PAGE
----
Baseline survey of non-indigenous species in the Baltic Sea ports -Testing and evaluating the HELCOM-OSPAR Port Survey Protocol
Paper in proceedings, 2015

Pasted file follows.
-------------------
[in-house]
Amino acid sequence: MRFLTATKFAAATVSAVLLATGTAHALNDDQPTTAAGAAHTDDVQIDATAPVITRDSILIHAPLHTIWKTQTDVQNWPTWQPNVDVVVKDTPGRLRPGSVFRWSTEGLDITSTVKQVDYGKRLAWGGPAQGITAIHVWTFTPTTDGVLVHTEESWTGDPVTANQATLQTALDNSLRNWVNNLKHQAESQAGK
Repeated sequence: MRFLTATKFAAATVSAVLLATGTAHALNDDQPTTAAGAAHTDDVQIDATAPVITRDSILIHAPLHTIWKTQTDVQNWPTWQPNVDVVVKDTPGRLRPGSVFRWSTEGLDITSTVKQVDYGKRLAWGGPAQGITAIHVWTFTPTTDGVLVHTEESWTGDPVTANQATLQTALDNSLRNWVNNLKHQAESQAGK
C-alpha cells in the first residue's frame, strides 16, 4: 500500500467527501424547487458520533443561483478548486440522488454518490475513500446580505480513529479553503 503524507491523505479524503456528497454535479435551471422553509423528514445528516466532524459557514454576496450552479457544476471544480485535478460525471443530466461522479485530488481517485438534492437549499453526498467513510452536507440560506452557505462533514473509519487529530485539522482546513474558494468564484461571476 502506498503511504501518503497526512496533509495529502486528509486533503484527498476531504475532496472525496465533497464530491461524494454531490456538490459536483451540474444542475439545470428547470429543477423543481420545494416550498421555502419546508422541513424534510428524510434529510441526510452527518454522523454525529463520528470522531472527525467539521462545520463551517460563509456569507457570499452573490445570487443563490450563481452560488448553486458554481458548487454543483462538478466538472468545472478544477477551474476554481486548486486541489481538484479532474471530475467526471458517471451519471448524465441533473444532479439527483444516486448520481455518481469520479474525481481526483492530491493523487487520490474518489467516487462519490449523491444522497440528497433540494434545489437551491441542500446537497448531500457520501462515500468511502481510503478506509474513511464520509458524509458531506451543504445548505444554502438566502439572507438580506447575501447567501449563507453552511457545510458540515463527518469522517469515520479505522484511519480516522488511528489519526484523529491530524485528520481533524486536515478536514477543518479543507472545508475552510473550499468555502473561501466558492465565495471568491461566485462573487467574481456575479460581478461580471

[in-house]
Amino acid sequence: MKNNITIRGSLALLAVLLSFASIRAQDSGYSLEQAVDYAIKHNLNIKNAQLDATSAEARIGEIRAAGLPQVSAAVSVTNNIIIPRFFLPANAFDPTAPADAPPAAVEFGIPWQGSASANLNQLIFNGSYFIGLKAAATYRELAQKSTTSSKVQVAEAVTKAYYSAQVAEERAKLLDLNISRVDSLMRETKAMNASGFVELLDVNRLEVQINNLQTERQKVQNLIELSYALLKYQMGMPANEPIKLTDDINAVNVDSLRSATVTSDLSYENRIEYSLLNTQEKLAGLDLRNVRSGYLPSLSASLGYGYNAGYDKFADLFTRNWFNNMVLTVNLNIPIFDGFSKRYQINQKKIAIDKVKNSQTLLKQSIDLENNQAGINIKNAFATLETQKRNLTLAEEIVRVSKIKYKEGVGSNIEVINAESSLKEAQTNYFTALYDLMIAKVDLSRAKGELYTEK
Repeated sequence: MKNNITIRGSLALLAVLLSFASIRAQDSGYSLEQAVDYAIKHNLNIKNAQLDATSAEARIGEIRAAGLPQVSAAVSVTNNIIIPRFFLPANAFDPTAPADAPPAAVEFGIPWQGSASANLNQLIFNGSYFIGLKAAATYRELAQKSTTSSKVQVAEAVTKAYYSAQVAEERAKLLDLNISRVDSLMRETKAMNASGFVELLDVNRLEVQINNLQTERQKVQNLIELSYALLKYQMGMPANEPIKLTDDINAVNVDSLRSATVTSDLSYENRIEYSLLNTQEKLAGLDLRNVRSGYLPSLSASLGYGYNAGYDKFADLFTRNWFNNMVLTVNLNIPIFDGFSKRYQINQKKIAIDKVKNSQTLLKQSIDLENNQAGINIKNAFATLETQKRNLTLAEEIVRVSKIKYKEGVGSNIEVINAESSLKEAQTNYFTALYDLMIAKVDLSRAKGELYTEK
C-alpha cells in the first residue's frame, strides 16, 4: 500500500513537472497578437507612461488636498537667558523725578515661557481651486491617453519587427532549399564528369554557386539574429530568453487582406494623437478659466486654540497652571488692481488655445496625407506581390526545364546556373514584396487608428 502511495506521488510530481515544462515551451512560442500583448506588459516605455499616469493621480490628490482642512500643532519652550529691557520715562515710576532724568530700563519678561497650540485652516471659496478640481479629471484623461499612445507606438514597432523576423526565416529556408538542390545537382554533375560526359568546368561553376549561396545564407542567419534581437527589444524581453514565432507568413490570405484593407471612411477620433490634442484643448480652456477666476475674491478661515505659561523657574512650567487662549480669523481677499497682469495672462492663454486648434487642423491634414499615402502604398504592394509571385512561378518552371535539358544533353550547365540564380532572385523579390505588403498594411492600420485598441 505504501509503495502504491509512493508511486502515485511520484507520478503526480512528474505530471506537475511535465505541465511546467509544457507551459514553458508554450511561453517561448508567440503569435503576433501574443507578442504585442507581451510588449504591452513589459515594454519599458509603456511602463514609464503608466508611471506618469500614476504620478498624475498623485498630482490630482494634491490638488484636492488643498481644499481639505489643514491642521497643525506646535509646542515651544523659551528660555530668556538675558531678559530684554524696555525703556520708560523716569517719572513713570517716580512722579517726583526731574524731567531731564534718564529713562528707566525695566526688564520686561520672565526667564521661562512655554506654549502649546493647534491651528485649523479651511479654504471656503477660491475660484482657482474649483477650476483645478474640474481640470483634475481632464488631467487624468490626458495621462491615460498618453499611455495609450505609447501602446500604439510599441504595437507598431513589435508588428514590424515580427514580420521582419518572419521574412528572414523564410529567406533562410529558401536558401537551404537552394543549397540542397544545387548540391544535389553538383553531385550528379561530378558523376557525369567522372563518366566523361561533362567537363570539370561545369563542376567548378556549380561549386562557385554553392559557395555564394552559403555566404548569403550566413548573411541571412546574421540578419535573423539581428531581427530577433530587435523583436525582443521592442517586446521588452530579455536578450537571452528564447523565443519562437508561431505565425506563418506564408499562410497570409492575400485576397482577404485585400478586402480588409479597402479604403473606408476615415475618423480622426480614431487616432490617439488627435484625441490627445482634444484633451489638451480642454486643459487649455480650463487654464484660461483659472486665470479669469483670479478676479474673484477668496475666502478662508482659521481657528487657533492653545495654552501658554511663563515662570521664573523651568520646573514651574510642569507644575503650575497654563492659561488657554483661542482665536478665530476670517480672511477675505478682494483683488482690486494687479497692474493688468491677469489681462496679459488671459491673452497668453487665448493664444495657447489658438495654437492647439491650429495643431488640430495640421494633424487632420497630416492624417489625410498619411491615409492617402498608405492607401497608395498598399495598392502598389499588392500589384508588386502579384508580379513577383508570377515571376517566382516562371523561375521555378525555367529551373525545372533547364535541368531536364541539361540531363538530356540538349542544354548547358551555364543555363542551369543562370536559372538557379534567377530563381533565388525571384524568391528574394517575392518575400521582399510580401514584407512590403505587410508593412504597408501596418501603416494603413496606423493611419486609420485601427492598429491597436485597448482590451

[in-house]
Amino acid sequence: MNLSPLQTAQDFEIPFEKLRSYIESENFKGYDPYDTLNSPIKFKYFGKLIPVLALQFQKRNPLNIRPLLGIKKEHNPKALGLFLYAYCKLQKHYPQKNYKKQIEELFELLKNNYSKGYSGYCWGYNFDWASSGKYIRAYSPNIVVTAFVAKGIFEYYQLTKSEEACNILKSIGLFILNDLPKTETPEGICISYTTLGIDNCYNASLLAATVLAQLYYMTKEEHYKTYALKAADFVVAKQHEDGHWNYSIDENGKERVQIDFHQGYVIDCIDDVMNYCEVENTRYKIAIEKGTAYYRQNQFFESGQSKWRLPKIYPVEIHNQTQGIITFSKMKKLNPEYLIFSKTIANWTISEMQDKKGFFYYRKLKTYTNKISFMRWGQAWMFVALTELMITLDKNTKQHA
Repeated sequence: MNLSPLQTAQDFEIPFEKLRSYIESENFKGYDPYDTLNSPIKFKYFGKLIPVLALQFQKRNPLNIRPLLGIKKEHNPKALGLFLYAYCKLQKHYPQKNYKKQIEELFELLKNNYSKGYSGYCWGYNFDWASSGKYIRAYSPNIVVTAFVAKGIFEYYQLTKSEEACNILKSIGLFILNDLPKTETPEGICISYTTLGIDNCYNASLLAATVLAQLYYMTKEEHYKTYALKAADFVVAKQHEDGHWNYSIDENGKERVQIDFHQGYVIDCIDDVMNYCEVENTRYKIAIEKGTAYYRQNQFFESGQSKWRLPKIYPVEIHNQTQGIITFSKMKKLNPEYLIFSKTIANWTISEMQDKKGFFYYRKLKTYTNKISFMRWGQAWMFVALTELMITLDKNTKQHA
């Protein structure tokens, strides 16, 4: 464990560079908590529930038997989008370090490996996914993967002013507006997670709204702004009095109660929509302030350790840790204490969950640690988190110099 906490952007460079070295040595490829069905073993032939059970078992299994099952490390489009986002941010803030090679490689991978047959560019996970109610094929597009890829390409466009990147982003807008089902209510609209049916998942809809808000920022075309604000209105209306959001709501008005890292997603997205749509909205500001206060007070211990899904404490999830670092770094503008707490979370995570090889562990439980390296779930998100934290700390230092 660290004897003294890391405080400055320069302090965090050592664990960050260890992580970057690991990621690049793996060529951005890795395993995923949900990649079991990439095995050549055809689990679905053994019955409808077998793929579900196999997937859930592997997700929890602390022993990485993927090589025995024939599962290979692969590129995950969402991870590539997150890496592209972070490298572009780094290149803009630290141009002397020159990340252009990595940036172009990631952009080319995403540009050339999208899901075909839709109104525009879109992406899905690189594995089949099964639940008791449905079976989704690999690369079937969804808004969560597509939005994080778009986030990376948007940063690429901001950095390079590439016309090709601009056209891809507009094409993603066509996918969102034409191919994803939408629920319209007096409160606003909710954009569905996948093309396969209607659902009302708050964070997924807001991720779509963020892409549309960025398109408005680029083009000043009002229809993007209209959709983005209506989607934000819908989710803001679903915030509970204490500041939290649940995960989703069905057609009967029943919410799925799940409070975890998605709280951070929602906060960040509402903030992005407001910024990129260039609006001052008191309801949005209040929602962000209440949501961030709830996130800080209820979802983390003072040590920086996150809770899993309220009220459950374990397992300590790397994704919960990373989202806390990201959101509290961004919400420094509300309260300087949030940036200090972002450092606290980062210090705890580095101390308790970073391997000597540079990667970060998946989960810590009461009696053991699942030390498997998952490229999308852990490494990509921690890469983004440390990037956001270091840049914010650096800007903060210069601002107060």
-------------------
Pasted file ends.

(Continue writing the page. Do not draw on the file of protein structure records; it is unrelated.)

Transport and introductions of non-indigenous species (NIS) is perceived as one of the primary threats to the diversity and productivity of the coastal ecosystems worldwide. One of the most important vectors for aquatic organisms is shipping and ports act as key locations for new species arrivals. The Baltic Sea is subject to very intense shipping and as a result facing an increasing load of NIS. Ports are often the first arrival locations for new species and they often offer a variety of potentially hospitable environments. Despite of this vulnerability, there has been no frequent NIS monitoring in place for Baltic Sea ports. The Baltic Sea states, working through HELCOM, have agreed on a Protocol to collect the required information in ports, both for implementing the Ballast Water Management Convention (BWMC) and EU Marine Strategy Framework Directive (MSFD). Currently, port surveys have been conducted in five Baltic Sea countries in nine ports. Based on the results, the methods appear to function well in the challenging port environments. Furthermore, survey results indicate that ports harbour a variety of NIS, which highlights the need for continuous monitoring. However, non-parametric extrapolators of the species accumulation curves show that more sampling effort should be directed to certain variable ports and to certain species groups. Also, the Protocol sampling did not adequately cover the seasonal dynamics of the biota and the surrounding areas. Therefore, reliable risk assessments for exemptions from the BWMC require including additional data from the area.